Sunday, May 13, 2012

The days of snore

I reached through the darkness to pull my slumbering wife, Kara, closer, putting my hand on her shoulder and running my fingers through her downy soft fur.  She shifted toward me before sitting up, cocking her head and scratching her neck with her foot.

Then I snapped awake, remembering that the dog and I had been banished to the guest room.

“Can you wake up the dog?  She’s snoring again,” Kara had said an hour earlier, back when I was still a resident of my bedroom.

“Mmmph,” I replied, flopping my arm over the bed and nudging the dog before drifting back to sleep.

“Now you’re both snoring,” Kara said a moment later.  After a ten-year hiatus, I’m back on the snoring circuit.  I had stopped snoring right after college, leading Kara and I to conclude that the root of the problem had been some combination of pizza, beer and research papers.  For no discernable reason, though, my uvula has decided that it can no longer hang quietly by when, just inches away, there’s a perfectly good wife to annoy.

“The two of you are driving me insane.  Can you please go to the other room?” she asked.

“Let’s put it to a vote,” I suggested, but I was already gathering my pillow and my blankie.  I mean my blanket.  No self-respecting man still sleeps with a blankie, and he certainly doesn’t admit to it in a newspaper.  

Snorers are the permanent underclass of any household, relegated to the fringes of sleeping society, tucked out of earshot in guest rooms and on futons.  As the dog and I headed down the hallway to our exile, we knew that we had only ourselves and our respiratory structures to blame.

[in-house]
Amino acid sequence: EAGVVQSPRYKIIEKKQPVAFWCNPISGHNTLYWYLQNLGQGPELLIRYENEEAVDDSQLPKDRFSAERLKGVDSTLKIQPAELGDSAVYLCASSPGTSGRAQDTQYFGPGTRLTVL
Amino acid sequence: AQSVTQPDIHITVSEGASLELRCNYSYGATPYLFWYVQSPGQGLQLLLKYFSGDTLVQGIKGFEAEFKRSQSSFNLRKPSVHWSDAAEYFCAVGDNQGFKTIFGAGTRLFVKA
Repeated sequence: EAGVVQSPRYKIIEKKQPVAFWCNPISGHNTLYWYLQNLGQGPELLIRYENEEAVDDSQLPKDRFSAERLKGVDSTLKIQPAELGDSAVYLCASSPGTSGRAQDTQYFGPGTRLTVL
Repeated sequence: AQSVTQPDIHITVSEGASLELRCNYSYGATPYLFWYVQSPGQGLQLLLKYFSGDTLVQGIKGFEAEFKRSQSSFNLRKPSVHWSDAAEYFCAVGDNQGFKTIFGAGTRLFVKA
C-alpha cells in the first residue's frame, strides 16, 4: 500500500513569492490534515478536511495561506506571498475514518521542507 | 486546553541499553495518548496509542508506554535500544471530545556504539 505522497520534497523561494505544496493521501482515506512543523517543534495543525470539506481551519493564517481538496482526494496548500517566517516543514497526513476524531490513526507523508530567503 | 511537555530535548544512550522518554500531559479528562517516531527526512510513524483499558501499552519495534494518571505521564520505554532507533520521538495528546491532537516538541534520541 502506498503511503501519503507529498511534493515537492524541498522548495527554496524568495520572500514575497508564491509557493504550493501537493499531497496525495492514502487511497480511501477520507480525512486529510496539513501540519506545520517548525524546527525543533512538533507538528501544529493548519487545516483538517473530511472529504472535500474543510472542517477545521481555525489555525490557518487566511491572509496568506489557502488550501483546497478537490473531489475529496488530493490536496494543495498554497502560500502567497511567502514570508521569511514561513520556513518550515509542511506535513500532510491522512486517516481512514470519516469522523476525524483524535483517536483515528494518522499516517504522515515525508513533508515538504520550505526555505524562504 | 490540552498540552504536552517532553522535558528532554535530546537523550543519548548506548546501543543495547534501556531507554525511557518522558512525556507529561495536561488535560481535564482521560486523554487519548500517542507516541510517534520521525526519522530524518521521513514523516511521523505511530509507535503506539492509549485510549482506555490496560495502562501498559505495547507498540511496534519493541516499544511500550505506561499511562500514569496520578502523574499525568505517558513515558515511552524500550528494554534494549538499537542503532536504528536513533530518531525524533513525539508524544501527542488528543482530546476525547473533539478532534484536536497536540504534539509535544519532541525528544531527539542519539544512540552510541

Really, though, it was small punishment for us, since the newborn baby across the hall makes sure that we experience plenty of family togetherness twenty-four hours a day.

“Too late for birth control now!” he screams throughout the night.  At least that’s how my brain processes the screams it hears between the hours of two and five a.m.

Zack is actually a very easy baby, and we’re thankful every day for our blessings, but taking care of an easy baby is still a little bit like running an easy marathon.

Shortly after I awoke to find the dog beside me in the guest bed, Zack piped up from his room, requesting another nocturnal audience with his food-givers.  Someday, he’ll come to appreciate that his parents have so much else to give besides food, such as timeouts.  I stumbled into his room, scooped him up and took him to the couch for his bottle.

I recently discovered the show “Walking Dead” on Netflix, and while it’s not the most relaxing show to watch while feeding your baby in the middle of the night, it does help keep you awake.  Also, when you live in a house that gives you at most three hours of sleep at a time, you really start to identify with the zombies.

“Yeah, that’s what I looked like last night,” you’ll say as a zombie drags itself across the floor, groaning incomprehensibly, covered in goo.  Then the zombie will pull itself to its feet and walk straight into a wall.

“Been there,” you’ll say.

“Are you sure this is the best show to watch with the baby?” Kara asked as she stocked the fridge with more milk.

“It’s never too early to teach your baby about the post-apocalypse.  No, really, he can’t see the screen, and I turn the volume down whenever someone’s getting devoured,” I said.

“Okay, if you say so.  Do you need anything before I head up?” she asked.

“BRAINS!” I replied.

“Yes, that might be helpful,” she said.

You can show Mike Todd to his futon at

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